I graduated from the part-time Master of Business Administration (MBA) program at the Chinese University of Hong Kong in 2019. An MBA degree has long been considered one of the most prestigious and valuable qualifications in the business world. However, despite its popularity and reputation, many MBA programmes also faces a number of significant challenges, such as its attractiveness to prospective students, global ranking and graduates' career prospects. Besides, a frequently asked question by my friends is whether an MBA programme is worth it or not.
One of the major challenges facing MBA programme is the declining number of applicants. For example, the Hong Kong MBA programme has been significantly impacted by the pandemic and political unrest, resulting in the number of applications to MBA programmes falling for the third consecutive year. This trend is still a cause for concern for business schools. There are several factors that may be contributing to this decline in MBA applications. One possible reason is the increasing cost of MBA programmes, which can put them out of reach for many international students. Another potential factor is the lower recognition of qualifications by employers, especially in Singapore, which lowers the perceived value of the investment.
In my opinion, whether an MBA programme is worth it or not depends your personal career goals, personal and the specific MBA programme you are considering. It can be a valuable investment in your career, as it can provide graduates with a wide range of business skills and knowledge, including leadership, strategic thinking, financial analysis, and communication skills. These skills can be highly sought after by employers and can help graduates to advance your careers and increase your earning potential. More importantly, the network and the people I met through the MBA programme have widened my horizons and enabled me to think from a different perspective. Keeping an open mind can also open doors to many new opportunities.
Another challenge facing the MBA programme is the variable nature of international rankings. While rankings can be a useful tool for students when deciding which MBA programme to apply to, they can also be unreliable and inconsistent. Different ranking systems use different criteria and methodologies, which can result in vastly different results. This can make it difficult for prospective students to accurately compare and evaluate different MBA programmes.
In fact, many people are not aware of the formula used for the Financial Times business school ranking. It only considers full-time MBA students and excludes the part-time programme. Graduates from many years ago also impact the ranking by filling in the survey. If graduates are not aware of the email or are unable to provide updated salary increments, it could lower the school's ranking. Additionally, for graduates who relocate to a different area or switch careers, this could have a negative impact on the scores, which is not necessarily a fair game to play.
Finally, graduates of MBA programmes may face challenges in finding employment and advancing in their careers. While an MBA can provide valuable skills and knowledge, it is not a guarantee of success in the business world. It could be a passport that opens a few doors, but graduates may face stiff competition for top jobs. Additionally, the current economic climate can make it difficult to find employment. For example, there may be retrenchment and a shrinking of associate-level opportunities in the investment banking field. Employers may not be willing to hire MBA graduates, but rather prefer hiring someone with other experiences.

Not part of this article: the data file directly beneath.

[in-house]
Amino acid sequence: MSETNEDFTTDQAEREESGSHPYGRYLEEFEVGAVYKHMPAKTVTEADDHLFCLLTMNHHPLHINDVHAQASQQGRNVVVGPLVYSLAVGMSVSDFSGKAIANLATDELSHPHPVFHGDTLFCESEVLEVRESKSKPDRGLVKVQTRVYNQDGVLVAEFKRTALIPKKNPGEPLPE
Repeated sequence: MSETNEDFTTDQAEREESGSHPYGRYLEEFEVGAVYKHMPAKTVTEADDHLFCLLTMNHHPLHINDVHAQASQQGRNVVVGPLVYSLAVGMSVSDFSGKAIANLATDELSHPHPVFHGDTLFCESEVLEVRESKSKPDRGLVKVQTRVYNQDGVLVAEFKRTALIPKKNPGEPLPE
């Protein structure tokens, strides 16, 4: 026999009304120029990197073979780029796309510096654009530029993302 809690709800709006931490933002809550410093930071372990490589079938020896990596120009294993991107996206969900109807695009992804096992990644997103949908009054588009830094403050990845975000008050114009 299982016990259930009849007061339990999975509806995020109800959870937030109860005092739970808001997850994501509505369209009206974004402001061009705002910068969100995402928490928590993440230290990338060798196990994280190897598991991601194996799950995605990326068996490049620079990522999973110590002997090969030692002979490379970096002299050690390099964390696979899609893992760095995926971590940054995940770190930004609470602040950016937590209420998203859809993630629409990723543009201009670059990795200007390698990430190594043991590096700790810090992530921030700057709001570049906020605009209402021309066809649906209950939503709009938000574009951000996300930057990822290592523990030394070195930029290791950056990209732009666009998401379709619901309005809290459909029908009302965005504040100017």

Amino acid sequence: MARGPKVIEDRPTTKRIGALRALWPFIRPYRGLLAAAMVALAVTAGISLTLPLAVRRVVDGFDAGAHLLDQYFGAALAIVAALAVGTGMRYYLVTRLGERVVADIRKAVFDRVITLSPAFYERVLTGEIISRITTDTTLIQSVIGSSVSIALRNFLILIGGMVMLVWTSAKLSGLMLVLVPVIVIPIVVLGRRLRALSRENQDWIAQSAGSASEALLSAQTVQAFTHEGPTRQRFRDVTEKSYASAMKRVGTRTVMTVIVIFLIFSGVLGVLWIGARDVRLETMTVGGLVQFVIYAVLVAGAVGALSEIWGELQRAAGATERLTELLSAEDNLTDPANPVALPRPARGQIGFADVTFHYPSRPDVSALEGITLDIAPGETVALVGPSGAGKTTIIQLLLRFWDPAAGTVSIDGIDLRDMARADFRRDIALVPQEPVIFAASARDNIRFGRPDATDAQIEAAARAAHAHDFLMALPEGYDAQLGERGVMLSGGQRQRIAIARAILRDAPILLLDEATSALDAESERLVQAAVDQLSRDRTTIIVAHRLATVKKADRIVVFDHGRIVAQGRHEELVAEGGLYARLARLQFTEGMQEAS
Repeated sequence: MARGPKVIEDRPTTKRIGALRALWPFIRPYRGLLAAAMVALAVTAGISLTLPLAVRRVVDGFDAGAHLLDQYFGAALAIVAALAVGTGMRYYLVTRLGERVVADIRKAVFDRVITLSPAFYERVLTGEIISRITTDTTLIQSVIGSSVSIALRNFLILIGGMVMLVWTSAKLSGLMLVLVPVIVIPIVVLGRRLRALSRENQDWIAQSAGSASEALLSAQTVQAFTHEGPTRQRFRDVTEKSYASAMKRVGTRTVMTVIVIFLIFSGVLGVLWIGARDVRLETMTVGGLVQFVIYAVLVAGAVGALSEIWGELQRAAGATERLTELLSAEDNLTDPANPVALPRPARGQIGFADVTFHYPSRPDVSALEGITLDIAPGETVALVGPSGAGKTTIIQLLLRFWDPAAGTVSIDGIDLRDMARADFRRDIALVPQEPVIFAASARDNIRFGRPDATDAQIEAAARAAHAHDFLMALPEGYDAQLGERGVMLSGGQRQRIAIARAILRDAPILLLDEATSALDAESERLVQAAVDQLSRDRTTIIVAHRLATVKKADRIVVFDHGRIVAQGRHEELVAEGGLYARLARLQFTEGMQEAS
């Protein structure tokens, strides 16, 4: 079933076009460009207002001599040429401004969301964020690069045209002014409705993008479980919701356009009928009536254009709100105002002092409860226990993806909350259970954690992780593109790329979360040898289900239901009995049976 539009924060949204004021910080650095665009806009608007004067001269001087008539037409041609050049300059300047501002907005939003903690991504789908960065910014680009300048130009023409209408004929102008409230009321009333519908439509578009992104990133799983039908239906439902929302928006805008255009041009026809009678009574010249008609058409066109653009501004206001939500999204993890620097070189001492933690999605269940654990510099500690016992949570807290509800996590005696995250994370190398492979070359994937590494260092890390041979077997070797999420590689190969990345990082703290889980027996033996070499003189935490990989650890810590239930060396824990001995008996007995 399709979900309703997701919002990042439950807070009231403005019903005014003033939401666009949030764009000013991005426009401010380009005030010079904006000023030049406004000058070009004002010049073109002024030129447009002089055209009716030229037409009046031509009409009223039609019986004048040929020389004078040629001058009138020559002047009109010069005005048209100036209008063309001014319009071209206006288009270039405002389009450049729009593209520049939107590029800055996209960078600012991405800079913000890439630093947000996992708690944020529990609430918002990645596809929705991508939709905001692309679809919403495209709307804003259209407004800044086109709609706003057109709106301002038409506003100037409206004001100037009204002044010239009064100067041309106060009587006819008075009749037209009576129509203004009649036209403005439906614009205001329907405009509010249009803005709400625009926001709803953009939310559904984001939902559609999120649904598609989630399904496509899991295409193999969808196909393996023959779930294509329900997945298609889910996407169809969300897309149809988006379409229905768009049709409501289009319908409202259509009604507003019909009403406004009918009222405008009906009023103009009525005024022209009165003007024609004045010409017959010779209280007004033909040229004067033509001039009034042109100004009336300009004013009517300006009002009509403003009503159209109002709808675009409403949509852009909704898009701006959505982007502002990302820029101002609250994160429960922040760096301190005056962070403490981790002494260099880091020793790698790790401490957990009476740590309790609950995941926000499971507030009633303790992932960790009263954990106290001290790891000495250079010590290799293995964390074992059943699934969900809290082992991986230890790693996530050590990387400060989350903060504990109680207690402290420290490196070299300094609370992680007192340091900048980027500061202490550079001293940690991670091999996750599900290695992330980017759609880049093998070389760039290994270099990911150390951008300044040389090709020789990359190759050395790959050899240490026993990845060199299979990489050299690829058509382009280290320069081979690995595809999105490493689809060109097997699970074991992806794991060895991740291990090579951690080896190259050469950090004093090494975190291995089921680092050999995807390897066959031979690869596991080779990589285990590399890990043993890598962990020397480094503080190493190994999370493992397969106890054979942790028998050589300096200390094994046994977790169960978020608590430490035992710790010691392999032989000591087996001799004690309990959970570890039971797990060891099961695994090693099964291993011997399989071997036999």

Personally, I find the the value of an MBA degree may be diminishing. It can lead to a situation where an MBA is no longer a minimum requirement for certain jobs, and it is no longer a differentiator that sets candidates apart. This is not a good news to the society, because we should value the diversity of background and open up opporunties for those who are ambition with good potential and give them a chance to proof themselves. Otherwise, the society would have a social mobility issue, where doors are open to a few lucky ones, rather than the one who pay the effort and merit to climb up the carrer ladders.
Overall, many MBA programme faces a number of challenges nowadays that can impact its attractiveness to prospective students and graduates' career prospects. While these challenges are significant, they also provide an opportunity for business schools to adapt and innovate in order to meet the changing needs of students and the business world. By addressing these challenges head-on, MBA programmes can continue to provide a valuable education and prepare graduates for successful careers in the future. As a CUHK MBA graduate, my experience is that it provided good quality education, excellent career prospects, and a unique position to study China business. This is particularly useful for international students who want to learn how to do business with China.
Ultimately, the decision to pursue an MBA programme should be based on a careful evaluation of the costs and benefits involved. You should consider your career goals, personal circumstances, and financial situation before making a decision. You should also research different MBA programmes and consider factors such as accreditation, reputation, curriculum, and alumni networks. By doing so, you can make an informed decision about whether an MBA programme is worth it for them. If you are interested in learning more about the CUHK MBA programme, feel free to drop me a message on LinkedIn. I would be happy to answer your questions.